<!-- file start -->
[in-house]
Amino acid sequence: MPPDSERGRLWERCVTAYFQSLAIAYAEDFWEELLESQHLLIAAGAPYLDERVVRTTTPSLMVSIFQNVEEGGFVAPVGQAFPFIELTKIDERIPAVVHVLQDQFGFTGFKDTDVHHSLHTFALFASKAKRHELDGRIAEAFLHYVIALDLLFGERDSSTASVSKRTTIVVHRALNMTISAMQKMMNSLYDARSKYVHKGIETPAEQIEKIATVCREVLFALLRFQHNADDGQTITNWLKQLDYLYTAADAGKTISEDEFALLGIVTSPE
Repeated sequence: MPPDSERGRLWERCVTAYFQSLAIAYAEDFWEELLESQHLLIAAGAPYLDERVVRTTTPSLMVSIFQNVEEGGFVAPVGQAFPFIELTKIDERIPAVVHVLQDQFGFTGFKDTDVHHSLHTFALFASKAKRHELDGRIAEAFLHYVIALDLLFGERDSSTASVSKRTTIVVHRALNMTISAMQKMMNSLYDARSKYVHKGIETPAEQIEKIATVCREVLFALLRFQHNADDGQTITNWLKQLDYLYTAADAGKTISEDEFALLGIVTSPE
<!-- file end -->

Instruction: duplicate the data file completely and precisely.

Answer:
[in-house]
Amino acid sequence: MPPDSERGRLWERCVTAYFQSLAIAYAEDFWEELLESQHLLIAAGAPYLDERVVRTTTPSLMVSIFQNVEEGGFVAPVGQAFPFIELTKIDERIPAVVHVLQDQFGFTGFKDTDVHHSLHTFALFASKAKRHELDGRIAEAFLHYVIALDLLFGERDSSTASVSKRTTIVVHRALNMTISAMQKMMNSLYDARSKYVHKGIETPAEQIEKIATVCREVLFALLRFQHNADDGQTITNWLKQLDYLYTAADAGKTISEDEFALLGIVTSPE
Repeated sequence: MPPDSERGRLWERCVTAYFQSLAIAYAEDFWEELLESQHLLIAAGAPYLDERVVRTTTPSLMVSIFQNVEEGGFVAPVGQAFPFIELTKIDERIPAVVHVLQDQFGFTGFKDTDVHHSLHTFALFASKAKRHELDGRIAEAFLHYVIALDLLFGERDSSTASVSKRTTIVVHRALNMTISAMQKMMNSLYDARSKYVHKGIETPAEQIEKIATVCREVLFALLRFQHNADDGQTITNWLKQLDYLYTAADAGKTISEDEFALLGIVTSPE